×

L.I.V.E. Symposium

November 3–5, 2019

Miller Chapel Fall 300x300

The L.I.V.E. (Learning, Inclusion, Vitality, Exploration) Symposium is Princeton Seminary’s initiative to reach domestic underrepresented prospective students in graduate theological education as they discern their vocation within the church.

Students will gain a greater awareness through:

  • Presentations from a diverse group of students, faculty, and administrators about campus life
  • Presentations from faculty members about responding to a call in a multicultural and pluralistic society
  • Panel discussions with alumni, faculty, and students on vocational discernment
  • Attending classes and meeting professors
  • Visiting local alumni for exposure to practical experiences

Learn more

Register Now


Speakers

Barreto standing next to a chalkboard

Eric Barreto

Eric D. Barreto is the Frederick and Margaret L. Weyerhaeuser Associate Professor of New Testament. He holds a BA in religion from Oklahoma Baptist University, an MDiv from Princeton Seminary, and a PhD in New Testament from Emory University. Prior to coming to Princeton Seminary, he served as associate professor of New Testament at Luther Seminary, and also taught as an adjunct professor at the Candler School of Theology and McAfee School of Theology.

As a Baptist minister, Barreto has pursued scholarship for the sake of the church, and he regularly writes for and teaches in faith communities around the country. He has also been a leader in the Hispanic Theological Initiative Consortium, a national, ecumenical, and inter-constitutional consortium comprised of some of the top seminaries, theological schools, and religion departments in the country. He is a member of the Society of Biblical Literature and the National Association of Baptist Professors of Religion.

Small Image Keri Day

Keri Day

Keri Day is associate professor of Constructive Theology and African American Religion at Princeton Theological Seminary in Princeton, NJ. Day received her PhD in Religion from Vanderbilt University in Nashville, Tennessee. She earned an MA in Religion and Ethics from Yale University Divinity School in New Haven, Connecticut, and a Bachelor of Science degree from Tennessee State University in Nashville. Her teaching and research interests are in womanist/feminist theologies, social critical theory, cultural studies, economics, and Afro-Pentecostalism. Her first academic book, Unfinished Business: Black Women, The Black Church, and the Struggle to Thrive in America, was published in November of 2012. Her second book, Religious Resistance to Neoliberalism: Womanist and Black Feminist Perspectives, was published in December of 2015. In 2017, she was recognized by ABC News as one of six black women at the center of gravity in theological education in America.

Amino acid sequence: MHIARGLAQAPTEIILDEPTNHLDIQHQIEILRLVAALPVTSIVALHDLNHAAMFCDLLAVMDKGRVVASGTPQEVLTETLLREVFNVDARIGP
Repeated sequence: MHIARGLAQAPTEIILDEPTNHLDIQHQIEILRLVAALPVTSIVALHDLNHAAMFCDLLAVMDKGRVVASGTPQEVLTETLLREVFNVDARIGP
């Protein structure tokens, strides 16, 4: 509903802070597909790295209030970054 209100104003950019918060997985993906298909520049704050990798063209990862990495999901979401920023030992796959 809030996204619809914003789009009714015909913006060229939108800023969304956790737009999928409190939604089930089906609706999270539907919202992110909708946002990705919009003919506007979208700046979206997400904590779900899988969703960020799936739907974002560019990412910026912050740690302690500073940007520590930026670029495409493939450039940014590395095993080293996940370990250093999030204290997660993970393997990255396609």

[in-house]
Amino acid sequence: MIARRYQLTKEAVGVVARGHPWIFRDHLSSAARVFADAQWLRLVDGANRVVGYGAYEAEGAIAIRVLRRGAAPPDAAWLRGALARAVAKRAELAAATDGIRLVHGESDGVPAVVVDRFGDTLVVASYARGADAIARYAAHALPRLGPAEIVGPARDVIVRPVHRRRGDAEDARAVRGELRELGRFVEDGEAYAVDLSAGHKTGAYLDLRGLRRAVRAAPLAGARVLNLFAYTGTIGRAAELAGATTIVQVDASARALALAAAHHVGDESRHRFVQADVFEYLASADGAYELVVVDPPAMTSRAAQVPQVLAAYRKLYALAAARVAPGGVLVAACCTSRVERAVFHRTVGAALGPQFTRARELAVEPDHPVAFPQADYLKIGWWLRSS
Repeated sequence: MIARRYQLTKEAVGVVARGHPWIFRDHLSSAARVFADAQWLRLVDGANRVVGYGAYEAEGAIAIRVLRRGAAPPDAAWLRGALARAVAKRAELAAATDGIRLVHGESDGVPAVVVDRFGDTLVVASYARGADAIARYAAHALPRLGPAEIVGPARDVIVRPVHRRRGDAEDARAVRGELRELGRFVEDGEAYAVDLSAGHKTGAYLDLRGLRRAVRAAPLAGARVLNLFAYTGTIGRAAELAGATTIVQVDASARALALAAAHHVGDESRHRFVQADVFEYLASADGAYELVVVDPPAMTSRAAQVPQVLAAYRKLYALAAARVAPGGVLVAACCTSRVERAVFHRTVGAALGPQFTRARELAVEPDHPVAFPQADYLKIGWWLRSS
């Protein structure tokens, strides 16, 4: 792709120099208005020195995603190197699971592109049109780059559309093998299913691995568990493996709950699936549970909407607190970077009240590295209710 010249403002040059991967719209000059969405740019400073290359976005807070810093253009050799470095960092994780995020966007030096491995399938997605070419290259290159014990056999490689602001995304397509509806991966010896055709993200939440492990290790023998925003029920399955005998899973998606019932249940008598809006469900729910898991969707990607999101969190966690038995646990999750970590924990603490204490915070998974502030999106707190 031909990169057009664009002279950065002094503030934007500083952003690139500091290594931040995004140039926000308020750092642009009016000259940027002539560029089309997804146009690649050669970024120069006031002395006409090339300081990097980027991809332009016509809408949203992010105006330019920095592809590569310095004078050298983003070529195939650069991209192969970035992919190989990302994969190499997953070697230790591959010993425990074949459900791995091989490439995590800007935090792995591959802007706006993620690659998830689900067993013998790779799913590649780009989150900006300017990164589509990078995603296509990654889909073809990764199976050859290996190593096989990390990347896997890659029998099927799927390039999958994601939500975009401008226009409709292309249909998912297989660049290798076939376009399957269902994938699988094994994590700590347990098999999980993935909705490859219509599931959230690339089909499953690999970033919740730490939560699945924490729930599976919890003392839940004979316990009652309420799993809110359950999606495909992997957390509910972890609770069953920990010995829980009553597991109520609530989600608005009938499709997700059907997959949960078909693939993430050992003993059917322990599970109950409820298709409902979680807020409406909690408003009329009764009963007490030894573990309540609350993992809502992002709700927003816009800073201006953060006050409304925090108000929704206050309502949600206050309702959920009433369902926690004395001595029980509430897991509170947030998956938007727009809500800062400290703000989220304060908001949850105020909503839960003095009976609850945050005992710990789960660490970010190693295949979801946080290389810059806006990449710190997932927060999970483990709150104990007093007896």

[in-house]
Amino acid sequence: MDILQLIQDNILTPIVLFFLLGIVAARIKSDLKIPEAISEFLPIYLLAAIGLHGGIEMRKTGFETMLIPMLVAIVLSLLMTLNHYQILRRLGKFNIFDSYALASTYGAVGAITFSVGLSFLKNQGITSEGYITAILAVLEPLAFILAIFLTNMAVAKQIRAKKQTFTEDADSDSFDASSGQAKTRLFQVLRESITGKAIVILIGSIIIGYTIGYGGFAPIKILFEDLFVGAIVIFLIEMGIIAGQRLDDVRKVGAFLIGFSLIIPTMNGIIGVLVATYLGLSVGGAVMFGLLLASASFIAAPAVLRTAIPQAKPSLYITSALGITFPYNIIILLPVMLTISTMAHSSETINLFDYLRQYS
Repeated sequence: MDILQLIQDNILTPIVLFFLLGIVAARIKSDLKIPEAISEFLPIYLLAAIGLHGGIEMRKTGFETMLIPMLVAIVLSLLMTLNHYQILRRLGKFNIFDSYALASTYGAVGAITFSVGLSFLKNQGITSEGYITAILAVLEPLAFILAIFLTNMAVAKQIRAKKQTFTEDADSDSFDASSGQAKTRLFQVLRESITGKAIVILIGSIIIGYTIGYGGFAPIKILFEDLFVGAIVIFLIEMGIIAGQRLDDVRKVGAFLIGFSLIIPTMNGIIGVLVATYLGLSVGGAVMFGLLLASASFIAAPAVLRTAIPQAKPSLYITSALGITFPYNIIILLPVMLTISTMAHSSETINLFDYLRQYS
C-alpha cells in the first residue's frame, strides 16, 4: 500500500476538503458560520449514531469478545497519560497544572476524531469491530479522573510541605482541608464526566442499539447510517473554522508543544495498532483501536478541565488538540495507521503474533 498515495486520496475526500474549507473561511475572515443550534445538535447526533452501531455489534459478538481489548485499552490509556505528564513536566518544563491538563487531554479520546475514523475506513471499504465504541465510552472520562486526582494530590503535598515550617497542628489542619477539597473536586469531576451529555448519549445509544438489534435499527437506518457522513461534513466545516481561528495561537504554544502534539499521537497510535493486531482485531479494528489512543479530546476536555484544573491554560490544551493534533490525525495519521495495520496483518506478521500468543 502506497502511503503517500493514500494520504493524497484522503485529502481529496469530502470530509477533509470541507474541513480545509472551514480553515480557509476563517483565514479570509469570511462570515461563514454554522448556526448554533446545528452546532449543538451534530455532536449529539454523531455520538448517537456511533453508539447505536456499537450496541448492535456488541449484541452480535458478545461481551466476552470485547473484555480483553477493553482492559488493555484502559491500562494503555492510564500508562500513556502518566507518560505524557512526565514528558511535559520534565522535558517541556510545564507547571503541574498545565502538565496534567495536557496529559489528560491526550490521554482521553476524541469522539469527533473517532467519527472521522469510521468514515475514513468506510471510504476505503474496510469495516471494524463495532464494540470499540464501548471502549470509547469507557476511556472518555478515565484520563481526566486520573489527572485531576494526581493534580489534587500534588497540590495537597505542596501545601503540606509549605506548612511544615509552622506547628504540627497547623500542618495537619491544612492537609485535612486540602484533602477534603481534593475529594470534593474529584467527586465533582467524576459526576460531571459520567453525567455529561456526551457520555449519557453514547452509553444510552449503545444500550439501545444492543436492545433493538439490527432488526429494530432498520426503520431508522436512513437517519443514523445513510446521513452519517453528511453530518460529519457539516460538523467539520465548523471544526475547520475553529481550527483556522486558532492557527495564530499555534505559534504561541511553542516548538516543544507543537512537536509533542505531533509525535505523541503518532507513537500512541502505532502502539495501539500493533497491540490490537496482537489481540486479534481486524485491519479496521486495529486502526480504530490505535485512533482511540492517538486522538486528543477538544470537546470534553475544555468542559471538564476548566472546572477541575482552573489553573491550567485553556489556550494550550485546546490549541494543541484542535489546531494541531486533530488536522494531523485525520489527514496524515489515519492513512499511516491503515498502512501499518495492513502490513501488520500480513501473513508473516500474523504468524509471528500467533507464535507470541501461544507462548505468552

Alongside her scholarship, she also engages public policy leaders. In 2011, she was the keynote speaker at the Mayor’s Prayer Breakfast in Springfield, Illinois, highlighting the importance of interfaith dialogue within local communities. In addition, she was part of the 2012 delegation of scholars who participated in the White House Religious Scholars Briefing in Washington D.C. to discuss issues related to economic policy, religious freedom, and peace building efforts around the world. She has been a guest political commentator on KERA, NPR, DFW/FOX News, and Huffington post Live on issues related to faith and politics. She has written for the Dallas Morning News’ Faith and Politics Blog, The Feminist Wire, and The Huffington Post.

Educating faithful Christian leaders.

Special Advisor & Founding Director, IJM Institute

Bethany Hoang, Class of 2004

“The rooting of justice in our spiritual formation in Christ requires careful thought and teaching. I was equipped to lead in this way through my time at PTS.”